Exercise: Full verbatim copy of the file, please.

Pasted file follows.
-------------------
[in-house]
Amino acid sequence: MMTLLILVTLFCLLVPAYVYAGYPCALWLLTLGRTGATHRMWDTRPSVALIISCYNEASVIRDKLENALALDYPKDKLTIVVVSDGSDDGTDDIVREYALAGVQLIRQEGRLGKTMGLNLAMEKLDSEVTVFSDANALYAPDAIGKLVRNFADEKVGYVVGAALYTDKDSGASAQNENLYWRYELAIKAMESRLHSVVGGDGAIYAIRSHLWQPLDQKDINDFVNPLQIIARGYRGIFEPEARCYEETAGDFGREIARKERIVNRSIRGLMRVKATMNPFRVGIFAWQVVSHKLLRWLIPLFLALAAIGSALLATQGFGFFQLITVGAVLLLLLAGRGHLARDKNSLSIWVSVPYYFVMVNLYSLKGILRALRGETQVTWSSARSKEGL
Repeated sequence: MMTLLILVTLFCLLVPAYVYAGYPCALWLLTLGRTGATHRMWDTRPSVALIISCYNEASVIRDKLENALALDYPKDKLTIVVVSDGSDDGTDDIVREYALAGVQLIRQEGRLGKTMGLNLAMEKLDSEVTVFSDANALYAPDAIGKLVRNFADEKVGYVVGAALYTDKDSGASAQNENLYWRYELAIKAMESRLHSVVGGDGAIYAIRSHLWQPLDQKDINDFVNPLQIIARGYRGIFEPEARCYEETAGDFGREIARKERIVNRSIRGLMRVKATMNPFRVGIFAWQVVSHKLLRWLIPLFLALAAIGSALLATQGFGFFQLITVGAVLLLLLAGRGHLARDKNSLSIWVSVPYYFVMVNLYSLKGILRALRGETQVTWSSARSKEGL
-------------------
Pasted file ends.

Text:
[in-house]
Amino acid sequence: MMTLLILVTLFCLLVPAYVYAGYPCALWLLTLGRTGATHRMWDTRPSVALIISCYNEASVIRDKLENALALDYPKDKLTIVVVSDGSDDGTDDIVREYALAGVQLIRQEGRLGKTMGLNLAMEKLDSEVTVFSDANALYAPDAIGKLVRNFADEKVGYVVGAALYTDKDSGASAQNENLYWRYELAIKAMESRLHSVVGGDGAIYAIRSHLWQPLDQKDINDFVNPLQIIARGYRGIFEPEARCYEETAGDFGREIARKERIVNRSIRGLMRVKATMNPFRVGIFAWQVVSHKLLRWLIPLFLALAAIGSALLATQGFGFFQLITVGAVLLLLLAGRGHLARDKNSLSIWVSVPYYFVMVNLYSLKGILRALRGETQVTWSSARSKEGL
Repeated sequence: MMTLLILVTLFCLLVPAYVYAGYPCALWLLTLGRTGATHRMWDTRPSVALIISCYNEASVIRDKLENALALDYPKDKLTIVVVSDGSDDGTDDIVREYALAGVQLIRQEGRLGKTMGLNLAMEKLDSEVTVFSDANALYAPDAIGKLVRNFADEKVGYVVGAALYTDKDSGASAQNENLYWRYELAIKAMESRLHSVVGGDGAIYAIRSHLWQPLDQKDINDFVNPLQIIARGYRGIFEPEARCYEETAGDFGREIARKERIVNRSIRGLMRVKATMNPFRVGIFAWQVVSHKLLRWLIPLFLALAAIGSALLATQGFGFFQLITVGAVLLLLLAGRGHLARDKNSLSIWVSVPYYFVMVNLYSLKGILRALRGETQVTWSSARSKEGL